And playoff access for the SEC’s second and third tiers will become more coveted after Oklahoma and Texas join the conference by 2025, creating a scheduling gauntlet.

“An expanded playoff, when you’re trying to build a program and trying to catch programs like an Alabama, like a Georgia, like Texas A&M and those programs, the more opportunities you have, the better it is for a school like Arkansas,” Razorbacks athletics director Hunter Yurachek told me last week.

If you want to catch programs like Alabama and Georgia, why not simply beat them in the regular season/SECCG when you face them?  Or am I missing something here?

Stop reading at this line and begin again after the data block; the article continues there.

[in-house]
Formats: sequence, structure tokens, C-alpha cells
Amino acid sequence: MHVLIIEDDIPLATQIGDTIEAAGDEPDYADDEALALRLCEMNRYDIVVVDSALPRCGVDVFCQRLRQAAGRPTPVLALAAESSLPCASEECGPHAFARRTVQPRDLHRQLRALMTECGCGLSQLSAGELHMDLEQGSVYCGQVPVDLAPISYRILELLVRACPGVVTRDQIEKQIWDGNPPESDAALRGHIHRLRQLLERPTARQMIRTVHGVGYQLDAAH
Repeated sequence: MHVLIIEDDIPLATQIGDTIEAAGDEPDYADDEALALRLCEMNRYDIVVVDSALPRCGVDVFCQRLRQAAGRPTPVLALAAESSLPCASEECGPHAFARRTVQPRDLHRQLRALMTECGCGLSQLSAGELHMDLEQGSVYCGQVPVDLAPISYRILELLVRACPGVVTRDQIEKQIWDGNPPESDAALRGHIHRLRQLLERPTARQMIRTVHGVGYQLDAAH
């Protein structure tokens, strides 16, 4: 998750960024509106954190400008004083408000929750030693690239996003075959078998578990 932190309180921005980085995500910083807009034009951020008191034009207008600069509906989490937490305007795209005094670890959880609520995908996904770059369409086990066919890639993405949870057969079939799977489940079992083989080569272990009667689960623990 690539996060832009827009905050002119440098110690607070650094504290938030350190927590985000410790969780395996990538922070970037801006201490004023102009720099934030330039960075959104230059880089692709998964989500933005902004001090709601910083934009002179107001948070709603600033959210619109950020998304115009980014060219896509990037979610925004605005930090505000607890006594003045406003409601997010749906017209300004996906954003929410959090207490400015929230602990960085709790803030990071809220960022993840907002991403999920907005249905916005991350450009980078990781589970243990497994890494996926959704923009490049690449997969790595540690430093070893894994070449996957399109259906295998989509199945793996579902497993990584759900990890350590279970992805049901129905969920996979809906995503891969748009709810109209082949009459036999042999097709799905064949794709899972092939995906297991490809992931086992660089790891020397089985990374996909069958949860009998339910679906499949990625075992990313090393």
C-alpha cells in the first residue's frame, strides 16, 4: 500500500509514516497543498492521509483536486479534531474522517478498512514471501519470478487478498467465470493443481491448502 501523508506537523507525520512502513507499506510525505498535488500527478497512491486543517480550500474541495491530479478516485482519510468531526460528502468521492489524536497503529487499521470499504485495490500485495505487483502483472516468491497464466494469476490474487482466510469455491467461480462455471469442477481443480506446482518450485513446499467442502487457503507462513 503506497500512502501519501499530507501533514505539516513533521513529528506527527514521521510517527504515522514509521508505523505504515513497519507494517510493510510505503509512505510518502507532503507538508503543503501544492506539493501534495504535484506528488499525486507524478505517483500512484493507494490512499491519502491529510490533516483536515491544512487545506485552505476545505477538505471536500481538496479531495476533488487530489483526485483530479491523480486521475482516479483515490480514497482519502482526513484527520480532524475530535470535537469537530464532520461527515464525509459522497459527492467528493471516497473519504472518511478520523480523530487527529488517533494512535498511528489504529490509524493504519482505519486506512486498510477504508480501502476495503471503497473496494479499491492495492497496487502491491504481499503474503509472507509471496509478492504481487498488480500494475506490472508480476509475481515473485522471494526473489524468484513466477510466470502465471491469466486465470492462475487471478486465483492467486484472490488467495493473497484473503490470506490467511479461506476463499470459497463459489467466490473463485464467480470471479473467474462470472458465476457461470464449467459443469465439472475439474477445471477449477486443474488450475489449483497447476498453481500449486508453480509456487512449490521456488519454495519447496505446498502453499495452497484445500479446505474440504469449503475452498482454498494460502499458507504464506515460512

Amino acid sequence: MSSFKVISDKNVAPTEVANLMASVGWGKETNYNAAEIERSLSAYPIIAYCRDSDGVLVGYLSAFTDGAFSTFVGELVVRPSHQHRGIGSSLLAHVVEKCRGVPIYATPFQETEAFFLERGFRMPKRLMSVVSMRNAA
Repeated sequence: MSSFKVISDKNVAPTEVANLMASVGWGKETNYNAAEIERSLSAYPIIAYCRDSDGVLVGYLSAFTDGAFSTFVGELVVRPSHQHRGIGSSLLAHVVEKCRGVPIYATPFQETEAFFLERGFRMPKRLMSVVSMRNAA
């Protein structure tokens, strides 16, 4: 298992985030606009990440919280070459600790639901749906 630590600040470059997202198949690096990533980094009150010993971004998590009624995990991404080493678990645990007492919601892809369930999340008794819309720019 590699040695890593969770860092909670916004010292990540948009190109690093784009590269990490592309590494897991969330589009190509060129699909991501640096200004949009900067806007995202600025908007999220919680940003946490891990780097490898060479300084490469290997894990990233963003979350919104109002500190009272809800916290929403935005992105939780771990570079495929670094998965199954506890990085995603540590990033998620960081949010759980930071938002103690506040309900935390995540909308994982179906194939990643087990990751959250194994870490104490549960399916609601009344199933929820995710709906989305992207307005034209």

Filed under BCS/Playoffs, SEC Football

The hole is deep and wide.

Considering the source, this is remarkably putrid:

Geoff Collins, Georgia Tech: Collins enters 2022 with a six-game losing streak and the lowest winning percentage (.265) of any full-time Georgia Tech coach in history. “Less branding, more coaching,” Collins said in December.

Buddy, when you’re looking up at Bill Lewis, you’re in a bad, bad place.

Does that mean if Tech actually wins more than three games this season — I know, but work with me here — that Coach 404 confessed to not doing his best before?  Were I Tech, I’d be asking for a refund.

And, on a related matter

Jason Semore had been on Collins’ staff in 2019 and 2020 as a defensive analyst before going to Valdosta State to be its defensive coordinator last season. He has taken over the linebacker group, which Thacker had coached since coming to Tech with Collins from Temple.